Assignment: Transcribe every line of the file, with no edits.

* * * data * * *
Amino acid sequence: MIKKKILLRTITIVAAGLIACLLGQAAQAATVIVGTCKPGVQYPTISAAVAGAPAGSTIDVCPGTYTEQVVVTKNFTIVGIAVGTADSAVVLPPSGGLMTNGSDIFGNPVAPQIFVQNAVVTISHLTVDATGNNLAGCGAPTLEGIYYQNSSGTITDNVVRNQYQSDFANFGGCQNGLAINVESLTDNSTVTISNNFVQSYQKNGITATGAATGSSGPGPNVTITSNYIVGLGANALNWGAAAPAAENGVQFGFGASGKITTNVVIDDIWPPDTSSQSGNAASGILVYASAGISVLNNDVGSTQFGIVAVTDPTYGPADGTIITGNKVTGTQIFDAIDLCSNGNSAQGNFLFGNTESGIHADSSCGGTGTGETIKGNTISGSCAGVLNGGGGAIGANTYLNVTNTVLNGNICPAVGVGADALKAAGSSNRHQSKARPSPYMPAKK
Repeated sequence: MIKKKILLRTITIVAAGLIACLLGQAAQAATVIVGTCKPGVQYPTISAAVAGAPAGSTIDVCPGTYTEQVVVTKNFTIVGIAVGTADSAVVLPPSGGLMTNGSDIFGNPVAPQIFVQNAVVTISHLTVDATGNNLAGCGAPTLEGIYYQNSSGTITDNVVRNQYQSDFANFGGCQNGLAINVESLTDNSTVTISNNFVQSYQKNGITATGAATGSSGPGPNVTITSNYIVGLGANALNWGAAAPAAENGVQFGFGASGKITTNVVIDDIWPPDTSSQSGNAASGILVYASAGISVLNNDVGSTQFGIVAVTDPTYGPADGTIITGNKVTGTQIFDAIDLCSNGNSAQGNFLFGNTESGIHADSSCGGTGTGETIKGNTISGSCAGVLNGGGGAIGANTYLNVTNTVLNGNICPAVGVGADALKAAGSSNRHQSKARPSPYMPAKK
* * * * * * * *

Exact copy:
Amino acid sequence: MIKKKILLRTITIVAAGLIACLLGQAAQAATVIVGTCKPGVQYPTISAAVAGAPAGSTIDVCPGTYTEQVVVTKNFTIVGIAVGTADSAVVLPPSGGLMTNGSDIFGNPVAPQIFVQNAVVTISHLTVDATGNNLAGCGAPTLEGIYYQNSSGTITDNVVRNQYQSDFANFGGCQNGLAINVESLTDNSTVTISNNFVQSYQKNGITATGAATGSSGPGPNVTITSNYIVGLGANALNWGAAAPAAENGVQFGFGASGKITTNVVIDDIWPPDTSSQSGNAASGILVYASAGISVLNNDVGSTQFGIVAVTDPTYGPADGTIITGNKVTGTQIFDAIDLCSNGNSAQGNFLFGNTESGIHADSSCGGTGTGETIKGNTISGSCAGVLNGGGGAIGANTYLNVTNTVLNGNICPAVGVGADALKAAGSSNRHQSKARPSPYMPAKK
Repeated sequence: MIKKKILLRTITIVAAGLIACLLGQAAQAATVIVGTCKPGVQYPTISAAVAGAPAGSTIDVCPGTYTEQVVVTKNFTIVGIAVGTADSAVVLPPSGGLMTNGSDIFGNPVAPQIFVQNAVVTISHLTVDATGNNLAGCGAPTLEGIYYQNSSGTITDNVVRNQYQSDFANFGGCQNGLAINVESLTDNSTVTISNNFVQSYQKNGITATGAATGSSGPGPNVTITSNYIVGLGANALNWGAAAPAAENGVQFGFGASGKITTNVVIDDIWPPDTSSQSGNAASGILVYASAGISVLNNDVGSTQFGIVAVTDPTYGPADGTIITGNKVTGTQIFDAIDLCSNGNSAQGNFLFGNTESGIHADSSCGGTGTGETIKGNTISGSCAGVLNGGGGAIGANTYLNVTNTVLNGNICPAVGVGADALKAAGSSNRHQSKARPSPYMPAKK